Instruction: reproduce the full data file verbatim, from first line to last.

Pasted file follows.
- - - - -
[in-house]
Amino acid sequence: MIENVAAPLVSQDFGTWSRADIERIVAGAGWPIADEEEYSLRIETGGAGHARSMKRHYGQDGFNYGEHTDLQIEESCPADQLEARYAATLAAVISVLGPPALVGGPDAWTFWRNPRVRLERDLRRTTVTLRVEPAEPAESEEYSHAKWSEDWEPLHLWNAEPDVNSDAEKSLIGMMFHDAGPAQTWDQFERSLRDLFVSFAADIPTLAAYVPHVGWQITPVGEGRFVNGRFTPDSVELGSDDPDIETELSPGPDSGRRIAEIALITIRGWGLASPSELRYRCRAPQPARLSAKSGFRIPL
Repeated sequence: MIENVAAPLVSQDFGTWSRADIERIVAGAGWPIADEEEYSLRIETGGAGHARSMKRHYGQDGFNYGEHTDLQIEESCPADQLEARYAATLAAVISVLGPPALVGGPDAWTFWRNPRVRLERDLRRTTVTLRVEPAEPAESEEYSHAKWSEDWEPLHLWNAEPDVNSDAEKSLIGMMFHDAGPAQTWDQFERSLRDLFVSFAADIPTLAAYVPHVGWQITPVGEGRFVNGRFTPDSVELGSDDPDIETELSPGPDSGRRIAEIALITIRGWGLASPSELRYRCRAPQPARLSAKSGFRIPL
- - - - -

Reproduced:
[in-house]
Amino acid sequence: MIENVAAPLVSQDFGTWSRADIERIVAGAGWPIADEEEYSLRIETGGAGHARSMKRHYGQDGFNYGEHTDLQIEESCPADQLEARYAATLAAVISVLGPPALVGGPDAWTFWRNPRVRLERDLRRTTVTLRVEPAEPAESEEYSHAKWSEDWEPLHLWNAEPDVNSDAEKSLIGMMFHDAGPAQTWDQFERSLRDLFVSFAADIPTLAAYVPHVGWQITPVGEGRFVNGRFTPDSVELGSDDPDIETELSPGPDSGRRIAEIALITIRGWGLASPSELRYRCRAPQPARLSAKSGFRIPL
Repeated sequence: MIENVAAPLVSQDFGTWSRADIERIVAGAGWPIADEEEYSLRIETGGAGHARSMKRHYGQDGFNYGEHTDLQIEESCPADQLEARYAATLAAVISVLGPPALVGGPDAWTFWRNPRVRLERDLRRTTVTLRVEPAEPAESEEYSHAKWSEDWEPLHLWNAEPDVNSDAEKSLIGMMFHDAGPAQTWDQFERSLRDLFVSFAADIPTLAAYVPHVGWQITPVGEGRFVNGRFTPDSVELGSDDPDIETELSPGPDSGRRIAEIALITIRGWGLASPSELRYRCRAPQPARLSAKSGFRIPL